Galleon Pharmaceuticals announced clinically and statistically significant (p<0.01) results from a double-blind, placebo-controlled clinical proof-of-concept study of its lead investigational compound GAL-021 in normal volunteers. The data were published in the most recent issue of Anesthesiology.
The study sought to assess whether GAL-021 stimulated breathing in humans with respiratory depression induced by a potent opioid under conditions common after surgery. Researchers concluded that GAL-021 met or exceeded the study’s predefined goals of maintaining both respiration and pain control under these conditions, and called for further clinical exploration of the drug’s safety and efficacy.
GAL-021 is being developed to prevent respiratory complications in surgical patients, including those at higher risk due to sleep apnea. According to a recent report in the New England Journal of Medicine, 25% to 80% of surgical patients have sleep apnea. The combination of sleep apnea with respiratory depressant drugs such as opioids, sedatives, and anesthetics is especially dangerous and complicates care of these patients.
“There is a high unmet need for an agent to help anesthesiologists and other professionals manage the growing numbers of respiratory related complications taking place post-surgery,” says Albert Dahan, MD, PhD, professor of anesthesiology at Leiden University Medical Center in Leiden, The Netherlands, and lead investigator for the study, in a release. “These new data reinforce our belief that GAL-021 may be an important option for patients and providers to help protect these patients’ airways and restore breathing control. We also believe more studies are needed to confirm these initial findings.”
An accompanying editorial to the two studies, written by Joseph F. Cotten, MD, PhD, an anesthesiologist at Massachusetts General Hospital, was also published in Anesthesiology. In the independent editorial, called “The Latest Pharmacologic Ventilator,” he called GAL-021 a “promising new breathing stimulant compound,” and said a drug minimizing opiate-induced respiratory depression “would have significant clinical utility.” Cotten also called for future studies addressing the potential of GAL-021 dosing and efficacy in humans.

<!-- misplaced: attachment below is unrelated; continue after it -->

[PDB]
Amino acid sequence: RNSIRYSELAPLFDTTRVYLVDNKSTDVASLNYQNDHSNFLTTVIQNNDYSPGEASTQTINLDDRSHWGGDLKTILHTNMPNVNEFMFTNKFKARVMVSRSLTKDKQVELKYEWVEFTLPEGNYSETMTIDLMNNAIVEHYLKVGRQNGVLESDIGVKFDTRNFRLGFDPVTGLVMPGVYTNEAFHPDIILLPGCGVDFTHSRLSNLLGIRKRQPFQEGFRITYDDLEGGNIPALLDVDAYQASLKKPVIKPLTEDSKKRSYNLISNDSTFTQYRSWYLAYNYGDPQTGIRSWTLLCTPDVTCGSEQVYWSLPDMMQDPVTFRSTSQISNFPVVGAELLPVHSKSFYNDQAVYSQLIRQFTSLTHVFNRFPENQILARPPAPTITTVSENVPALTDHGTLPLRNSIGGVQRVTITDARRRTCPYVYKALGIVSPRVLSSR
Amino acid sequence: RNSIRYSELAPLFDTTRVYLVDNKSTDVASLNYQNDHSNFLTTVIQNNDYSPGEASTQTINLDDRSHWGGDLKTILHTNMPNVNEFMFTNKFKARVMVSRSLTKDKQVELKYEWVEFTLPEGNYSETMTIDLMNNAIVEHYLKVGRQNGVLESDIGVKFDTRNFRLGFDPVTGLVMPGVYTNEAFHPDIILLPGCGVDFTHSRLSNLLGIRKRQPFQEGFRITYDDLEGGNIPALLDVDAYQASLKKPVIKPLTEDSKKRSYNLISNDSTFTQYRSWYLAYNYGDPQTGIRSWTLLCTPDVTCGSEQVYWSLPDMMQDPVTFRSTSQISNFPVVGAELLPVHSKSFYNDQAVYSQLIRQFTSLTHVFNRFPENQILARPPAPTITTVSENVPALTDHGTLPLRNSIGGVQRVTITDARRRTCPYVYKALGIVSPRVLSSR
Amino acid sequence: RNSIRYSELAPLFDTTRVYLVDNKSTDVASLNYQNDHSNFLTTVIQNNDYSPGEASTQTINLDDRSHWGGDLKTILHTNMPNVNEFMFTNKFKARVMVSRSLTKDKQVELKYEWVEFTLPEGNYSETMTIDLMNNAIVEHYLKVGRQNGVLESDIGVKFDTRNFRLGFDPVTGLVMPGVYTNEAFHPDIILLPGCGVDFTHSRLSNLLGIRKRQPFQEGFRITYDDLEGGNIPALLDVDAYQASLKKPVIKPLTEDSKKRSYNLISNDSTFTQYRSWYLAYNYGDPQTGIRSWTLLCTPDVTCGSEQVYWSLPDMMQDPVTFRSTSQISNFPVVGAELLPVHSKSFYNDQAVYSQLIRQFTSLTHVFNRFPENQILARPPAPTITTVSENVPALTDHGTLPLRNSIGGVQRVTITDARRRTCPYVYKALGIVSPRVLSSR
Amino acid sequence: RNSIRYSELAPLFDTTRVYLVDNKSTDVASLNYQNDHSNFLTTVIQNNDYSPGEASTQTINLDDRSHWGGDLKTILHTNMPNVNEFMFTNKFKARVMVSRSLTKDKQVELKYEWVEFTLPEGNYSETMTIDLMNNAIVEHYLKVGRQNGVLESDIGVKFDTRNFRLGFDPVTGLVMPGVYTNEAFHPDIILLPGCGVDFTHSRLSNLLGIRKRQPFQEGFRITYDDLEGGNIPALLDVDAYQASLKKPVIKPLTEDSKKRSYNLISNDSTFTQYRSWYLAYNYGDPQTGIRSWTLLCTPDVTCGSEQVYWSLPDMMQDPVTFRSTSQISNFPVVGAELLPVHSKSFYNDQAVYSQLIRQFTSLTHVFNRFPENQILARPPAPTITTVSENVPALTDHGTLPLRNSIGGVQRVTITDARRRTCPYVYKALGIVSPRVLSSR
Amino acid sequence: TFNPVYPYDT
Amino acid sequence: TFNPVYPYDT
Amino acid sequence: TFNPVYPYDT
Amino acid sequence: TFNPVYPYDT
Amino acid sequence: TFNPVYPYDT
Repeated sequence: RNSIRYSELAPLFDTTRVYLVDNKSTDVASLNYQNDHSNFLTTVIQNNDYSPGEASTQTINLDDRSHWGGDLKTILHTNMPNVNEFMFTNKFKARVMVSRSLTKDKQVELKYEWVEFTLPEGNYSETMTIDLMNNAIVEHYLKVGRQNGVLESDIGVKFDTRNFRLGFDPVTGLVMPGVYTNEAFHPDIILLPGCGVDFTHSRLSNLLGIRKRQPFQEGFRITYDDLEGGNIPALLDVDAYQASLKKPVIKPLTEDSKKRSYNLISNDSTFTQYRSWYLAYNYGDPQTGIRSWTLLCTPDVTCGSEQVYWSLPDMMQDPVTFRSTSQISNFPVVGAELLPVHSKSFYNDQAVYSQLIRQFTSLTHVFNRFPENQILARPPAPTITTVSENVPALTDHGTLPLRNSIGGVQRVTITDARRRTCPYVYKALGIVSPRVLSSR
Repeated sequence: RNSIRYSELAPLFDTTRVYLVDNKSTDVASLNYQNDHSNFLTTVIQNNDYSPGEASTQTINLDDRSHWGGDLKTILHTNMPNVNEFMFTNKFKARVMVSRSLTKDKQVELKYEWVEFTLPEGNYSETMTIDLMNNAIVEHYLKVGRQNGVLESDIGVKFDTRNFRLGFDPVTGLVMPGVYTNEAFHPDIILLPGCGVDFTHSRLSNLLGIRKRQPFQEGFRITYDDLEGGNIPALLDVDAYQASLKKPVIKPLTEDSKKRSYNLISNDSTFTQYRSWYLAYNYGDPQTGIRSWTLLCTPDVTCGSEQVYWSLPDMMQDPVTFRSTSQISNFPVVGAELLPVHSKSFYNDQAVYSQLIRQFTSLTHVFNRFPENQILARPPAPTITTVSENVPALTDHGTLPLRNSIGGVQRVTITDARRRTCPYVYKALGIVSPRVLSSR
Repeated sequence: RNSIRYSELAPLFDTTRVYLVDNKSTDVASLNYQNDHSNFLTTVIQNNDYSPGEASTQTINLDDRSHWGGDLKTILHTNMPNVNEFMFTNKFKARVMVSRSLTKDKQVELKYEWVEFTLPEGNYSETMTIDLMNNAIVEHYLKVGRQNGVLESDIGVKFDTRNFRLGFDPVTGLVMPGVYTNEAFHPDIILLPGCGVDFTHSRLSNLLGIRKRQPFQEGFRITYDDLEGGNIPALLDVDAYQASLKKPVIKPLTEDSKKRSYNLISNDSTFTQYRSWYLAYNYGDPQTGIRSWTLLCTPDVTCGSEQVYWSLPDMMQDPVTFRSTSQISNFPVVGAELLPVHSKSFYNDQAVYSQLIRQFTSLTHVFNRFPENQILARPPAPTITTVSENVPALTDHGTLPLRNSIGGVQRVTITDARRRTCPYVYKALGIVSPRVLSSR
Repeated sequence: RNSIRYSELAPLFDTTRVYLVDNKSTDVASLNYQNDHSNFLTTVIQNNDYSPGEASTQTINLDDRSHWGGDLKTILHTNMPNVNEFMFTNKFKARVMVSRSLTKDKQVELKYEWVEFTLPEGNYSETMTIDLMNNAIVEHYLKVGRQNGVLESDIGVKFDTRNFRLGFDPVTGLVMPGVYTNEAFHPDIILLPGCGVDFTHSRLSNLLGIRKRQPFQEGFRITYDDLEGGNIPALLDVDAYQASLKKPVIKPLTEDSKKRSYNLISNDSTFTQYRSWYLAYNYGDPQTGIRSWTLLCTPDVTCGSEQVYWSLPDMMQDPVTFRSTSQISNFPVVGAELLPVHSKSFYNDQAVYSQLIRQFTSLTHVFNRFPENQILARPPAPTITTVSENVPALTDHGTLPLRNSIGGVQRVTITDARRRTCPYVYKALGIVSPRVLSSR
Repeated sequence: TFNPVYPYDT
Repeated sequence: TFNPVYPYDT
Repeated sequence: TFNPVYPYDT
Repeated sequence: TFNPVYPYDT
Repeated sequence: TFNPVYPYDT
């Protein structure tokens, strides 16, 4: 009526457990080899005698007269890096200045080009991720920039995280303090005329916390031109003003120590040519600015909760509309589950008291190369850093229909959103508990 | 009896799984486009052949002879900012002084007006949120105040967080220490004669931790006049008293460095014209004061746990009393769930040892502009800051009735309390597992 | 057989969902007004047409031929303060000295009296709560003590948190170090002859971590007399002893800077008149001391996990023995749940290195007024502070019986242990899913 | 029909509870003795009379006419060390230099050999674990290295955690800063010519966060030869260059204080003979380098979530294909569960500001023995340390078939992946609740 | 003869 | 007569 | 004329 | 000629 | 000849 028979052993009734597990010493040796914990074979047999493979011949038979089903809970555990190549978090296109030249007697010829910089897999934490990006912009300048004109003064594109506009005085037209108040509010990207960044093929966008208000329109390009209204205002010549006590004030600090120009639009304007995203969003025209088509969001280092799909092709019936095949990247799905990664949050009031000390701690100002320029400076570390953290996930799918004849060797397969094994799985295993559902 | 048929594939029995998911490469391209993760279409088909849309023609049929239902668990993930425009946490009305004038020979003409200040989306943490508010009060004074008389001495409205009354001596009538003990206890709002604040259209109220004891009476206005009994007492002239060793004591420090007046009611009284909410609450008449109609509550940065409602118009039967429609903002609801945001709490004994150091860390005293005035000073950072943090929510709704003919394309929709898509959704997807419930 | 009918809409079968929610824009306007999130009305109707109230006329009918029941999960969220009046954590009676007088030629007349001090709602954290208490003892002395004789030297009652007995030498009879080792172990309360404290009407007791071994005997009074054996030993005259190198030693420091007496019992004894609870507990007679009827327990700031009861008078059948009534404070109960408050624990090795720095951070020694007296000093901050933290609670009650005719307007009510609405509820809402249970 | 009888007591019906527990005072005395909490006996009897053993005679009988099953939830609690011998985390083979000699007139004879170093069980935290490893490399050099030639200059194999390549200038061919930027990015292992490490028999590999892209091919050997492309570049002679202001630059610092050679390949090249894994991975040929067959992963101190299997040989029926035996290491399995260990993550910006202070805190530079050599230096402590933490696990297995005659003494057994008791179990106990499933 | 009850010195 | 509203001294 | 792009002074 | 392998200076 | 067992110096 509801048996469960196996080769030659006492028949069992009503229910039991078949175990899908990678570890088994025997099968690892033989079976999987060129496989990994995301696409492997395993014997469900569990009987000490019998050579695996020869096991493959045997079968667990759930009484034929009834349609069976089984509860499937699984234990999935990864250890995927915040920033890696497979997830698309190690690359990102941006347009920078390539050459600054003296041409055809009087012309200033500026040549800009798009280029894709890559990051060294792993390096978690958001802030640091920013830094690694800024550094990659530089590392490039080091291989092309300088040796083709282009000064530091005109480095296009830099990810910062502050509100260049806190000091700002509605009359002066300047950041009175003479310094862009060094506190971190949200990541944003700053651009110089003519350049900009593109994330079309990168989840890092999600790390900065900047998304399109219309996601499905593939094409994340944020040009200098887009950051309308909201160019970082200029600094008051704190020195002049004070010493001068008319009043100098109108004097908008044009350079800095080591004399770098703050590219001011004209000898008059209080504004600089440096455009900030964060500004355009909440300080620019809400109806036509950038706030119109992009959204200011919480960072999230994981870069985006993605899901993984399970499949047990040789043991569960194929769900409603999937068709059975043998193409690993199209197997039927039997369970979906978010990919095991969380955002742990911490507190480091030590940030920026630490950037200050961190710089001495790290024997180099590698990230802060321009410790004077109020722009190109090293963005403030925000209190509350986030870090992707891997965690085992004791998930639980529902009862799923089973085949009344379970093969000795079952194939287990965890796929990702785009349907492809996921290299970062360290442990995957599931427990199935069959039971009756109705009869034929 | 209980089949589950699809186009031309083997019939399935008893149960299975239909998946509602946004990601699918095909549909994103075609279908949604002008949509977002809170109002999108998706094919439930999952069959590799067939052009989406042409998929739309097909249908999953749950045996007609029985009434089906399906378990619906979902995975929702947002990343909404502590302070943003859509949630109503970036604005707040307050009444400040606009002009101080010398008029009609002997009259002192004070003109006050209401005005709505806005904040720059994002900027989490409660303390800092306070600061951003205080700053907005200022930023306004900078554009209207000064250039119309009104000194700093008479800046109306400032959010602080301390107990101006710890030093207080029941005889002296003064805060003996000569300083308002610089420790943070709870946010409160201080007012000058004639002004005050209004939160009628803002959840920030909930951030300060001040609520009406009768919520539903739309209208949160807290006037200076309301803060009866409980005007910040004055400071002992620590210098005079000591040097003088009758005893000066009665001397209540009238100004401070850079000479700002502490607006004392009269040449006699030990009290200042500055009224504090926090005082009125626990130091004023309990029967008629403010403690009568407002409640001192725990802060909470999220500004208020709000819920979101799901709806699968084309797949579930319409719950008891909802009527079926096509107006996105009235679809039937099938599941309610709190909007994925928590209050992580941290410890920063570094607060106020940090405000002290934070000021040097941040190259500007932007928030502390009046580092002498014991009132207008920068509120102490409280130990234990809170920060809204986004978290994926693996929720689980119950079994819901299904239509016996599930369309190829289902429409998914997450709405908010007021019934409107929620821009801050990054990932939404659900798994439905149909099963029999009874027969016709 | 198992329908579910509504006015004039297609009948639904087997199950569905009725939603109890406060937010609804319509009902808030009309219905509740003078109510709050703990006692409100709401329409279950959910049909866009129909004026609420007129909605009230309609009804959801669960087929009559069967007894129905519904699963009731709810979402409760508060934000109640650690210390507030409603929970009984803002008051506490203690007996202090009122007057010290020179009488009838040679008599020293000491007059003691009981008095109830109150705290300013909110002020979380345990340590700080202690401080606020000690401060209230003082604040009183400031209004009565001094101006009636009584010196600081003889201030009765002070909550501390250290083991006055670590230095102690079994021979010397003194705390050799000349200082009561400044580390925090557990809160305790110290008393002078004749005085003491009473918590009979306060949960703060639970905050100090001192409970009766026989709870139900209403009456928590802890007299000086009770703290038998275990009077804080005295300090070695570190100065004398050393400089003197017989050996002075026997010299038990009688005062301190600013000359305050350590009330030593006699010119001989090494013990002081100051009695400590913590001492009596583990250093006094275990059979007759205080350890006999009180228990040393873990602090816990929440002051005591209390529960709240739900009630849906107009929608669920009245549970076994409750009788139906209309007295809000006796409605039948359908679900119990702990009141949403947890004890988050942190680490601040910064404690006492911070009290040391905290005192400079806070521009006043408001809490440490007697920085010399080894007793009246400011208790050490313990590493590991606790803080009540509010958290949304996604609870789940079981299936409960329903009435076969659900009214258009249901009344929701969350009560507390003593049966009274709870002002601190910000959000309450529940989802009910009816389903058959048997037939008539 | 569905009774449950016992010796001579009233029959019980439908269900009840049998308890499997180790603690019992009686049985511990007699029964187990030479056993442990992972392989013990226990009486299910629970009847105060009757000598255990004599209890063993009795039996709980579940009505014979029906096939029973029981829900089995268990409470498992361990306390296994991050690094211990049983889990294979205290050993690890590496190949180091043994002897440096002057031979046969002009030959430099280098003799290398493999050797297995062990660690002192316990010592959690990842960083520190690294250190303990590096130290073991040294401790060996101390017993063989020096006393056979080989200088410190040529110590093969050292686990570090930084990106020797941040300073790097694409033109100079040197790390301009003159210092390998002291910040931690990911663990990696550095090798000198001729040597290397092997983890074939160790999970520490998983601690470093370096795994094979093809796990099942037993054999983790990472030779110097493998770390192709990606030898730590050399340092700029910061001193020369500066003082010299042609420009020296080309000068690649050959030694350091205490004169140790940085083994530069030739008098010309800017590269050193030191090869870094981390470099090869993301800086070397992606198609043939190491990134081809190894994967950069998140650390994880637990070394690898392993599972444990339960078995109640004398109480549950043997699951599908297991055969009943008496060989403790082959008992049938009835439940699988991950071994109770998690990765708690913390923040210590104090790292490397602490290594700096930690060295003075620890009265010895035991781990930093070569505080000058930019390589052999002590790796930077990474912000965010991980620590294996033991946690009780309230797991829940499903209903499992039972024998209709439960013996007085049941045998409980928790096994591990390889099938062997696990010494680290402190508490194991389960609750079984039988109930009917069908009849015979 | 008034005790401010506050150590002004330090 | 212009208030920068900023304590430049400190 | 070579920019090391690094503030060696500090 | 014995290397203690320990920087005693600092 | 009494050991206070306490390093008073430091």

The researchers used an opioid to simulate the respiratory depression that is common in the perioperative setting. Opioids serve as the most effective drugs for acute pain management in the perioperative setting, and are administered routinely. However, they cause respiratory depression, a significant contributor to respiratory complications in this setting.
GAL-021 is the first of a new class of chemoreceptor modulator compounds and is believed to work through a specific type of potassium channel. This mechanism gives GAL-021 the potential to correct respiratory depression from a variety of causes including drugs commonly used in surgery without decreasing the pain relieving benefit of opioids.
“We are extremely encouraged by the results of our first two studies of GAL-021 in humans. Our animal studies were very promising, but this publication takes our proprietary scientific platform to the next level,” says James C. Mannion, PhD, president, CEO, and founder of Galleon. “In particular, the burden of post-surgery complications in this patient population on our healthcare system is significant. Each post-surgery patient with respiratory depression costs a hospital an average of an additional $50,000 for more prolonged and intensive treatment. We believe GAL-021 has the potential to increase patient safety, improve surgical pain control, and reduce hospital costs.”